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WASHINGTON – Open source software is catching on and taking a bigger role in solving health system challenges and to accelerate innovation in the VistA electronic health record system at the Veterans Affairs Department.
VA just initiated a competition for developers and vendors to come up with tools for veterans to schedule medical appointments, and it is giving preference to an open source solution, according to VA CIO Roger Baker.
The benefit for VA in conducting a contest instead of using federal procurement is that the vendor takes the risk for the software’s performance and not the agency, he said at the Oct. 17 conference of the year-old Open Source Electronic Health Record Agent (OSEHRA), a non-profit organization formed to modernize VistA for open source and to contribute to the VA-Defense Department’s integrated electronic health record (iEHR).
Risk taking by the vendor is a huge change, and it’s critical because VA previously acquired a medical scheduling package through the traditional route and, Baker said, “we lost $127 million.”
“This proves that we can do government acquisition differently with open source. What we will know is that there are multiple scheduling packages that meet our requirements that already work with the product. We will be highly confident that we can run a competition where we buy straight off the shelf. It works. It runs. We can go do it. We’re not risking $127 million here. We will know what we are getting,” Baker told Government Health IT in comments after his presentation.
From the vendor’s point of view, they’re going to do a calculation that they want to win the scheduling software competition: “We know the VA is big, and DOD might be right behind them,” Baker said. “The dollars in the prize will not be inconsequential. They will be substantial enough to get people interested.”
The scheduling tools will be standards-based, modular, extensible and scalable, and certified to work with the production version of VistA in OSEHRA.
As the custodial agent for the open source community, OSEHRA certifies software code for integration into the VistA code base and interoperability of complimentary software. OSEHRA, however, may also approve code for applications that might not become part of VistA but may still be useful for other programs.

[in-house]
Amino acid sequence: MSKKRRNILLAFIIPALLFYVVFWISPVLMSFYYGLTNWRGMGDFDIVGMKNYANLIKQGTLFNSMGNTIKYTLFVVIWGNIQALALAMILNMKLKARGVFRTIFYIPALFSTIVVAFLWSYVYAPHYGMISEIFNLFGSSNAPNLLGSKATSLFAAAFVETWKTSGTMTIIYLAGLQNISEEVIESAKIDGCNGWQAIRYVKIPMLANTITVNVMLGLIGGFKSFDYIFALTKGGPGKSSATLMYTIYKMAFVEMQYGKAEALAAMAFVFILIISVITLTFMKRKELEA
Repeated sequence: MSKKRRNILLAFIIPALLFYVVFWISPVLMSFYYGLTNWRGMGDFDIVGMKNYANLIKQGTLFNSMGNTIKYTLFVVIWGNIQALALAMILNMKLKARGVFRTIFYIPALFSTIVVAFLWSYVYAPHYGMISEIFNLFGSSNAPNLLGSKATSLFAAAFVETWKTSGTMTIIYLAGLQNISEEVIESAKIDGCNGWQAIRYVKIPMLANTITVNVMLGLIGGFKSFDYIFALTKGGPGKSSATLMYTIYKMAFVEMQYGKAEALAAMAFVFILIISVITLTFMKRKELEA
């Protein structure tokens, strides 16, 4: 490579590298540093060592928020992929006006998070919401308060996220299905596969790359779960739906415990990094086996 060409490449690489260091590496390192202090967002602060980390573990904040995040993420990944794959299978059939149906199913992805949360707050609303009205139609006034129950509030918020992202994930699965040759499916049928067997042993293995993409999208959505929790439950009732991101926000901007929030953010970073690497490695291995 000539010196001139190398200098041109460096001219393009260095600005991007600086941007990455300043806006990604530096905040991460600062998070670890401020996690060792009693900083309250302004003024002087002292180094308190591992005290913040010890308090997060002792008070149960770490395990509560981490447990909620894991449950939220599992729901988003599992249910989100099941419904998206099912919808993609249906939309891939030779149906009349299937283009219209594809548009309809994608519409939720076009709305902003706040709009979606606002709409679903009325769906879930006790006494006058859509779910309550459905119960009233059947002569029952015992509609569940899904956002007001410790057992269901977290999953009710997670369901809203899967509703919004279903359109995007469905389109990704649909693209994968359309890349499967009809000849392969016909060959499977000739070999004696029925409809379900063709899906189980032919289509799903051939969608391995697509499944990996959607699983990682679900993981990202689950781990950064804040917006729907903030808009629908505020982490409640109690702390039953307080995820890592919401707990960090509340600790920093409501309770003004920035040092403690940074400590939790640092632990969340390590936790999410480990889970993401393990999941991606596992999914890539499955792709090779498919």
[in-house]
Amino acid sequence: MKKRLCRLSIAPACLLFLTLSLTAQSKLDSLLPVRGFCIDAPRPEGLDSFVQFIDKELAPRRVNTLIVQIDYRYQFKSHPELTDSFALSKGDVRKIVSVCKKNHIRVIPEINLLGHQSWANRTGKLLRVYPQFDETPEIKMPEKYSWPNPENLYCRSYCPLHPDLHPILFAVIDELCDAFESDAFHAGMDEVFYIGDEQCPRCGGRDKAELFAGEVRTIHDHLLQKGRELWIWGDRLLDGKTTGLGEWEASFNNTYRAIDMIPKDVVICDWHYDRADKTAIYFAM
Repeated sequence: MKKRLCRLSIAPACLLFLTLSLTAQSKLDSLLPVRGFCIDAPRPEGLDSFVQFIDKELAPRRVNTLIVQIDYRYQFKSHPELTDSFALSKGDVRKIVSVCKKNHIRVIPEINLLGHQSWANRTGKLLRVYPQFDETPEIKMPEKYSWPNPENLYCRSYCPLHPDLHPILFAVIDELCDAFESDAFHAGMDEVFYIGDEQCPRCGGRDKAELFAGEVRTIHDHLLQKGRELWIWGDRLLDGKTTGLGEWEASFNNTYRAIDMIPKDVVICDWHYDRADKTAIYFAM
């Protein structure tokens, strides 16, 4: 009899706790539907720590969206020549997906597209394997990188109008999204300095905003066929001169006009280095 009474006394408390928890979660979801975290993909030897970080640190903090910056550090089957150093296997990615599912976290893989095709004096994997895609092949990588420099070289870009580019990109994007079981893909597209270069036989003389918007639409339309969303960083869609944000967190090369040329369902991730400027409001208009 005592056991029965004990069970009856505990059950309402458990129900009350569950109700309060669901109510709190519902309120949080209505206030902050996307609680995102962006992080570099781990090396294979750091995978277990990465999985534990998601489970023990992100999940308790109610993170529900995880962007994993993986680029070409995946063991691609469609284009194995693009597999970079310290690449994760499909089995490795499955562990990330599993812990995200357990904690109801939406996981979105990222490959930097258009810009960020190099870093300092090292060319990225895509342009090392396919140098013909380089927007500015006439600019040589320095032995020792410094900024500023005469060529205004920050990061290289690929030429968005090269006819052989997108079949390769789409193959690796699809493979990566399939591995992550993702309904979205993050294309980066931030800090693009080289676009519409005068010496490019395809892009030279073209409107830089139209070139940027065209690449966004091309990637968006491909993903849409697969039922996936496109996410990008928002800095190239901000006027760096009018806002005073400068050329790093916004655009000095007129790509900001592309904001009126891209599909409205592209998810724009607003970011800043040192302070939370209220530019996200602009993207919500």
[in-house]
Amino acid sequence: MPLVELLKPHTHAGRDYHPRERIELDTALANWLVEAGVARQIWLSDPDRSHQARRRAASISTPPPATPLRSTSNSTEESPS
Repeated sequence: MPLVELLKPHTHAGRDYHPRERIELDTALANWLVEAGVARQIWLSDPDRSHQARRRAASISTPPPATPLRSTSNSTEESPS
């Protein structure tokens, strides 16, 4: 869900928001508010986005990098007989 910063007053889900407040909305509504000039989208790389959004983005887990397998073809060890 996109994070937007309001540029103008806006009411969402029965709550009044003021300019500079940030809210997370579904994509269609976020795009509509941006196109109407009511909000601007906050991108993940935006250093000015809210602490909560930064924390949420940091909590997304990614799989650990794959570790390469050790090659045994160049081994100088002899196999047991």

Todd Park, the White House chief technology officer, spoke briefly at the conference and said that, like the ecosystem of apps growing around the Blue Button feature, developed originally at VA, so patients can access their health information in a simple format, “OSEHRA is catalyzing another ecosystem for open source software and health IT innovation that no closed system could do," Park said. "This is unbelievably cool."
[From the Government Health IT Virtual Briefing: Early experience in Ohio shows potential for public-private HIE collaboration]
VA hopes to build a common platform with OSEHRA and its production version of VistA called the Gold Disc VistA, said Michael O’Neil, senior advisor for the VA Innovation Initiative (VAi2). Many versions of VistA are operating, even customized and variously configured versions at individual VA facilities.
With OSEHRA, the aim is to standardize certain functions on VistA, converge some of the major versions of VistA that are used commercially, and develop applications rapidly. “OSEHRA enables VA to be quick and nimble,” O’Neil said.
Among the most recent contributions to OSEHRA are Document Storage Systems' (DSS) tool to quickly search a patient’s electronic record for free text data that might otherwise be scattered throughout the chart, and Medsphere Systems Corp.’s Fileman database management system.